focus has generally been upon the difficulties that litigants in 
person pose for the courts rather than the other way around.



Prof. John Baldwin, Monitoring the Rise of the Small Claims Limit



Unrepresented parties are likely to experience feelings of fear,
ignorance, anger, frustration and bewilderment.

They will feel at a
profound disadvantage, despite the fact that the outcome may have a 
profound effect and long-term consequences on their lives.

The aim
 of the judge or tribunal chair should be to ensure that the parties 
leave with the sense that they have been listened to and had a fair
hearing – whatever the outcome.

In what follows, the term ‘unrepresented party’ encompasses those 
preparing a case for trial, those conducting their own case at
 trial and those wishing to enforce a judgement or to appeal.



Disadvantages faced



The disadvantages faced by unrepresented parties stem from their 
lack of knowledge of the law and court procedure.

For many
 their perception of the court environment will be based on what 
they have seen on the television and in films.

They tend to:

be unfamiliar with the language and specialist vocabulary of legal 
proceedings;

have little knowledge of the procedures involved and
 find it difficult to apply the rules even if they do read them;


lack objectivity and emotional distance from their case;

be 
unskilled in advocacy and unable to undertake cross-examination or 
test the evidence of an opponent;

be ill-informed about the 
presentation of evidence;

be unable to understand the relevance of
 law and regulations to their own problem, or to know how to
 challenge a decision that they believe is wrong.



All these factors have an adverse effect on the preparation and
presentation of their case.

Equally, there are other unrepresented
parties who are familiar with the requirements of the process.



Numbers



Increasing numbers of people are now also representing themselves 
in the civil and family courts.



The small claims procedure in the county court is designed
specifically to assist the public to pursue claims without recourse 
to legal representation and has created a huge increase in the 
number of unrepresented parties.

The vast majority of defended
civil actions in the county court are dealt with under this procedure
dure and it is a sign of its success that its jurisdiction was 
increased (subject to certain exceptions in personal injury cases)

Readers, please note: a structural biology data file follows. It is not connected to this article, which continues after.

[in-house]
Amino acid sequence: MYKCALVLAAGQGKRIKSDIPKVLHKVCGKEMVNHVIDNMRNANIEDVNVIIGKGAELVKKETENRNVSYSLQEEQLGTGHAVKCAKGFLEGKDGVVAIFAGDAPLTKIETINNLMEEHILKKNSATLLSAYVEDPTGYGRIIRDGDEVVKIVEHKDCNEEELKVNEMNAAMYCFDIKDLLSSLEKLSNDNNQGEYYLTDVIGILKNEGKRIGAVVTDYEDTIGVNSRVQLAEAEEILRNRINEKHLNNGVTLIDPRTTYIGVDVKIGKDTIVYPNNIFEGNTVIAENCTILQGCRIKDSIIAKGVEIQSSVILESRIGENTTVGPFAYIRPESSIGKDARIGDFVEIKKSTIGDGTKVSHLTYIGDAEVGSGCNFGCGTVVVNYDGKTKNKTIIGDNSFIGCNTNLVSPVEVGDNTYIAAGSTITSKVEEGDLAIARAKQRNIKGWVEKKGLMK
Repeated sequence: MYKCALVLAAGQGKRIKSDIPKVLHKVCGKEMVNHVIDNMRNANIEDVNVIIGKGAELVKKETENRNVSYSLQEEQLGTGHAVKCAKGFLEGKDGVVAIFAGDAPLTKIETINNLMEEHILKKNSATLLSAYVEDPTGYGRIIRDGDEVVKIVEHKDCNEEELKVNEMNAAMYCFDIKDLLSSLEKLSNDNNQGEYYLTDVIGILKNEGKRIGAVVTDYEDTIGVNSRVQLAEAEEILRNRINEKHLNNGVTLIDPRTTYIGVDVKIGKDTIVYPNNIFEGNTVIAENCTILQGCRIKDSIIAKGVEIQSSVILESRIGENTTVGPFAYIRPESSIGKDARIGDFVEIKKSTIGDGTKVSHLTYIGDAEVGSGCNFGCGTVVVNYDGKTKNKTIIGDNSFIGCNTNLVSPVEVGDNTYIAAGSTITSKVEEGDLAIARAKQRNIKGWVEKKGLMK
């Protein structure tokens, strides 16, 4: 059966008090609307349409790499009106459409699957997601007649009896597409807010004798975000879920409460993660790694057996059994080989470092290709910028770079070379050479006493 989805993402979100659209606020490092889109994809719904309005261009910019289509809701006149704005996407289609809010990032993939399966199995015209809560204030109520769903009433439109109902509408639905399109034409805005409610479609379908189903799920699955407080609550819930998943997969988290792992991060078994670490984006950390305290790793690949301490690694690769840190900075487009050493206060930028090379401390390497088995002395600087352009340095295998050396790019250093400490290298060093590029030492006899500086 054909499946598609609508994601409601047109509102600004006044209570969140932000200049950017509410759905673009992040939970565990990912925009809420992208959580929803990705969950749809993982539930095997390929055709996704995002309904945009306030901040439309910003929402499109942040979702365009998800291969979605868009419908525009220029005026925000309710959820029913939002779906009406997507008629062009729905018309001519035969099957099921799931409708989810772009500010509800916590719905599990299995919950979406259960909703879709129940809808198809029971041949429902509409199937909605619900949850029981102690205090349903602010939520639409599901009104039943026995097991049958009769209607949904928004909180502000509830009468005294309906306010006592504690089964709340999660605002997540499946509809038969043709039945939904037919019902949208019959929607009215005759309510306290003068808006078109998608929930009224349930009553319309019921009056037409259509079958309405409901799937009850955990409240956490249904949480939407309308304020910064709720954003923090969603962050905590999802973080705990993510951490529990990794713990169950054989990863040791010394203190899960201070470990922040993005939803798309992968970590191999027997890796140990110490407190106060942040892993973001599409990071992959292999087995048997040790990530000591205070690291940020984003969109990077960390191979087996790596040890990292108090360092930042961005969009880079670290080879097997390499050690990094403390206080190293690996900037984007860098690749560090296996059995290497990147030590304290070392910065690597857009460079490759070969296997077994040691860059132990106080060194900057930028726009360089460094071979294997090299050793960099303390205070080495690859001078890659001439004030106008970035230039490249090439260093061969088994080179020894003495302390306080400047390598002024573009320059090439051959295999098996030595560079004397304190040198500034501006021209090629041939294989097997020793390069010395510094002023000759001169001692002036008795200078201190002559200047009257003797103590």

from claims of up to £1,000, to claims of up to £5,000.

With the 
consent of the parties, cases of a certain type can encompass
substantially greater claims.

Public funding has never been 
available for small claims.



Unrepresented parties also appear with increasing frequency in the
Court of Appeal in criminal, civil and family cases.

Some have represented themselves at first instance.

Others, having had lawyers
 appear for them in the court below, take their own cases on appeal,
often through a withdrawal of public funding after the first
 instance hearing.



Ways to help



The aim is to ensure that unrepresented parties understand what is
going on and what is expected of them at all stages of the
proceedings – before, during and after any attendances at a
hearing.



This means ensuring that: the process is (or has been) explained to
them in a manner that they can understand; they have access to
appropriate information (e.g. the rules, practice directions and
guidelines – whether from publications or websites); they are
 informed about what is expected of them in ample time for them to
 comply; wherever possible they are given sufficient time according
to their own needs.

1.3.2

Particular areas of difficulty



Those who are involved in legal proceedings without legal
representation may face a daunting range of problems of both
knowledge and understanding...

...

Information



...

Many unrepresented parties believe that the court staff are there 
to give legal advice.

Under the Courts Charter court staff can only
 give information on how a case may be pursued; they cannot give
 legal advice under any circumstances.



1.3.3 Before the court appearance



Statements of case and witness statements

Unrepresented parties may make basic errors in the preparation of
civil cases by:

failing to choose the best cause of action or
defence; overlooking limitation periods;

not appreciating that they 
are witnesses in their own cases;

failing to file their own witness
s statements in advance of trial (and not understanding that in
consequence they may not be able to give evidence).



The individual’s level of knowledge should be taken into account in
 civil cases when deciding whether to make allowances for such 
failures.

A flexible approach ought to be adopted where possible,
even if this involves an adjournment.



Some of these problems are addressed in the Protocols of the Civil
Procedure Rules (CPR).

The Court Service has produced a new series
 of leaflets for unrepresented parties in the light of the CPR.



Directions and court orders



Unrepresented parties often do not understand pre-hearing
 directions (in particular those imposing time deadlines and ‘unless
 orders’) or the effect of court orders so: